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Revision Week: Putting the “Study” in Study Abroad

Despite the content of the majority of my previous blogs, my trip to Ireland hasn’t been all about traveling around Europe with friends and family. Sometimes even I forget that the main reason that I’m here is to study. But have no fear. This past week has put me in my place. Well, sort of. Today begins the exam period here at UCD and classes finished up a week ago. So that means that last week, I had nothing but time to start my exam preparations. As I am the queen of procrastination, it should come as no shock that I managed to squeeze a few episodes of The O.C. into my study time in the name of taking a break, which sometimes lasted much longer than I had planned. However, I did manage to get some studying done and so far, I’m feeling okay about my exams. At least for the next hour. I tend to vacillate between calm and confident one moment, and a panicking mess the next. But that’s pretty much true of every semester when it comes to exam time.

I’ve mentioned before that academics here in Ireland (and from what I gather, all of Europe for that matter) are a bit different from what I have experienced in the states. My attempts to study last week made that quite a bit more obvious than it has been all semester. The education system here is much more independent, in which students are responsible for the majority of their learning. Lectures are useful for general information which will definitely be helpful for exams. Seminars are supposed to be a way to explore topics more thoroughly through discourse which is great, in theory. Unfortunately, I only had a seminar for one of my classes with an exam and it didn’t exactly prove to fit the description of a seminar. But, you have to roll with the punches and I’m sure that I will make do. Anyway, my point is that a lot of learning comes from the individual student’s efforts and I have made an attempt all semester to keep up with the slightly different pace, but perhaps not as much as I would have done at home. I mean, I’m in Ireland. I want to enjoy my time here and not be too bogged down with stress over my classes. But don’t fret, Mom and Dad! I’m not saying that I totally slacked off and didn’t read anything. It’s just a matter of revisiting important topics.

And there is the crux of the matter. With such a wide range of topics discussed over the course of a semester, and very little distinct exam information, who is to say what the most important topics are? This is the question that I kept asking myself during my moments of panic last week. My classes have gone over such a large amount of history and information that at points, I have found it difficult to pinpoint the key facts or theories. And, since everything is mostly lecture based, I haven’t had much of a chance to discuss my ideas and theories, so for all I know, I could be totally off base. For someone who has come from an educational environment in which discussion is key and exam tips have generally been laid out pretty clearly, this has been a little stressful, not to mention nervewracking. But on the eve before my first Irish exam, I keep reminding myself of something that one of my lecturers said in our last class; “You know more than you think you know.” I’ve gone to all my lectures and seminars, I’ve done the important readings, I’ve taken notes. I have all the pertinent information in front of me. It’s a little disconcerting not to know exactly how I stand in the class in terms of grades, but I’m confident enough to at least know that I’ll be fine in the end. I always manage to surprise myself, so here’s hoping that my lecturer was right!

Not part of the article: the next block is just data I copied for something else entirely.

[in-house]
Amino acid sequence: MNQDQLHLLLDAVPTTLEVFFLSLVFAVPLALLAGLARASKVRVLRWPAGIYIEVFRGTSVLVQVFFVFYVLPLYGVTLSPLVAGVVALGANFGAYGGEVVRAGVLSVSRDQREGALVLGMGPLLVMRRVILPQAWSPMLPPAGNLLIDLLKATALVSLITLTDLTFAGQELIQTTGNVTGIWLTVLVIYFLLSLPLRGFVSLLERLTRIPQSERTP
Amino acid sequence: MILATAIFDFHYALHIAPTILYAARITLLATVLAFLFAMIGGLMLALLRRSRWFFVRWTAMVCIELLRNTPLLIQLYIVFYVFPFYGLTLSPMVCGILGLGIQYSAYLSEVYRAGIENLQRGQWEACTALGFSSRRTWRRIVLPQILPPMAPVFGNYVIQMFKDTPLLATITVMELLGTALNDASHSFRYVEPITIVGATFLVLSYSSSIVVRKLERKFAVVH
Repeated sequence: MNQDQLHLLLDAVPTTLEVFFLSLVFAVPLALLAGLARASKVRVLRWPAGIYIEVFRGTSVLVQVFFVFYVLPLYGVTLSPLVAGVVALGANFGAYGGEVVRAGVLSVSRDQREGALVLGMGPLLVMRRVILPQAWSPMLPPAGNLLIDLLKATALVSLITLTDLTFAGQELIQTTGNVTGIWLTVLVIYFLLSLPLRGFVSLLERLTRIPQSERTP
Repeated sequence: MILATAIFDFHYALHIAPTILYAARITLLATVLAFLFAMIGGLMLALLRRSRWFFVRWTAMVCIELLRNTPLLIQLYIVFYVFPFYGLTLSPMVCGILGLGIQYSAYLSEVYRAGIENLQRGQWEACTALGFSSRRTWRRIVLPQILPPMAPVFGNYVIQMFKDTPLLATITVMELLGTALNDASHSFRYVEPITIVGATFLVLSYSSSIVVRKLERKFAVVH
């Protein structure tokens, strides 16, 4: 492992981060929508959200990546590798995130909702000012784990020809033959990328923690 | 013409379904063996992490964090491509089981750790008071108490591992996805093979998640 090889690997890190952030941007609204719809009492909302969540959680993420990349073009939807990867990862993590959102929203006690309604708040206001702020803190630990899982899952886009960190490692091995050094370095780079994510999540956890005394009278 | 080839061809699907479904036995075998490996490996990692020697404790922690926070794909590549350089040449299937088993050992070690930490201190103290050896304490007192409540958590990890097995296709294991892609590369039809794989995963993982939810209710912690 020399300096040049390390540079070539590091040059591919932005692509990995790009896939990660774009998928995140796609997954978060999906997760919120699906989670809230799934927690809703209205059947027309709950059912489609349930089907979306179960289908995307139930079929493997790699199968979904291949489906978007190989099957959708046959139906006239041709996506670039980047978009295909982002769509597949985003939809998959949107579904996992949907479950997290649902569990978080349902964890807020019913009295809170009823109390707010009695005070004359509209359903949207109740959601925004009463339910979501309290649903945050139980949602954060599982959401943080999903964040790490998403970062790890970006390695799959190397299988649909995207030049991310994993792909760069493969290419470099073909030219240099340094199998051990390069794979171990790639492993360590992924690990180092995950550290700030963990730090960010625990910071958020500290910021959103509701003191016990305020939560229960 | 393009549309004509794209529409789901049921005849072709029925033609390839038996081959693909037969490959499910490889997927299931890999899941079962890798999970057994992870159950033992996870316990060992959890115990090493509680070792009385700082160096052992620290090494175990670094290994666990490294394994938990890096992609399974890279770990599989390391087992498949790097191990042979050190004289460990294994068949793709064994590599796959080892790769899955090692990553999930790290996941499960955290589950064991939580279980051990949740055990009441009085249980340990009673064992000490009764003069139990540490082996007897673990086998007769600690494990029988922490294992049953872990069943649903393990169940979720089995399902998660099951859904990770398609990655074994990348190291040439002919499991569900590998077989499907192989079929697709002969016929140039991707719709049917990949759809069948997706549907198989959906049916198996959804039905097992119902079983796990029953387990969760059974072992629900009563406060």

Of course, with a whole week off, I did make a little time for fun in between studying and The O.C. Friday night, a few of my friends and I decided to reward ourselves for our studying and we headed to O’Neill’s for a few drinks and some live music. We even met a very nice couple from North Carolina, college basketball fans who had been following Butler during their NCAA run last year and the year before. It was fantastic to finally meet some fellow fans and they even bought us a round of Guinness as we chatted! On Sunday, the girls and I headed out to the Dun Laoghaire Farmer’s Market since Susan hadn’t been yet and we only have a few Sundays left together in Dublin. Unfortunately, it was cold and windy and altogether a very poor day for outdoor food markets. As windy as it was, the sea was more turbulent than I had ever seen it! It was really beautiful to see the waves crashing up on the rocks. A pretty awesome sight to see before I head back to Indiana!

Speaking of heading back to Indiana, I really can’t believe that I only have two weeks left in Dublin. I have exams Tuesday, Thursday and Saturday, then I have all of next week to myself before my flight home on the fifteenth! I’m planning to make a trip out to Galway next Tuesday and there are still some things in Dublin that I’d like to see or revisit before I head home. Packing is probably going to be a nightmare, so it’s a good thing I have a whole week to do it, but knowing me I’ll probably save it until the last possible moment. I can’t wait to see all of my friends and family at home, but it’s going to be hard to say goodbye to Ireland and all the great people that I’ve met since I got here. But I’m not going to worry about that just yet. I have to get through my exams first, so it’s back to the grindstone for now!

Wish me luck!



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